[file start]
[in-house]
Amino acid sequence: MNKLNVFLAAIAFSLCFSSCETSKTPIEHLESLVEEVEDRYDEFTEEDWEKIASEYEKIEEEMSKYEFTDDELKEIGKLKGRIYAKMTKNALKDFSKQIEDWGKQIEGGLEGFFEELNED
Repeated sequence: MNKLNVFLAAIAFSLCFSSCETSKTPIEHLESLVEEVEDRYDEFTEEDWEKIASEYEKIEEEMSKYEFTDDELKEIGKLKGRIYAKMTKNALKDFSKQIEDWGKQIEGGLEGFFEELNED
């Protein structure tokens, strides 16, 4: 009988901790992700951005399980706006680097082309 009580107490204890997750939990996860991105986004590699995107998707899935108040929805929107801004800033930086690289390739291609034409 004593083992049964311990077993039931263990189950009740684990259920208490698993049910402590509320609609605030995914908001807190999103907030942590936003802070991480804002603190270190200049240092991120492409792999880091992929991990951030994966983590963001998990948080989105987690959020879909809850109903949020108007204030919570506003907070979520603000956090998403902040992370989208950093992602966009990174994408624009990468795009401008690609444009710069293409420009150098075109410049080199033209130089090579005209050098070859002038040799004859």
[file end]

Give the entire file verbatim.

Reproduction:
[in-house]
Amino acid sequence: MNKLNVFLAAIAFSLCFSSCETSKTPIEHLESLVEEVEDRYDEFTEEDWEKIASEYEKIEEEMSKYEFTDDELKEIGKLKGRIYAKMTKNALKDFSKQIEDWGKQIEGGLEGFFEELNED
Repeated sequence: MNKLNVFLAAIAFSLCFSSCETSKTPIEHLESLVEEVEDRYDEFTEEDWEKIASEYEKIEEEMSKYEFTDDELKEIGKLKGRIYAKMTKNALKDFSKQIEDWGKQIEGGLEGFFEELNED
């Protein structure tokens, strides 16, 4: 009988901790992700951005399980706006680097082309 009580107490204890997750939990996860991105986004590699995107998707899935108040929805929107801004800033930086690289390739291609034409 004593083992049964311990077993039931263990189950009740684990259920208490698993049910402590509320609609605030995914908001807190999103907030942590936003802070991480804002603190270190200049240092991120492409792999880091992929991990951030994966983590963001998990948080989105987690959020879909809850109903949020108007204030919570506003907070979520603000956090998403902040992370989208950093992602966009990174994408624009990468795009401008690609444009710069293409420009150098075109410049080199033209130089090579005209050098070859002038040799004859």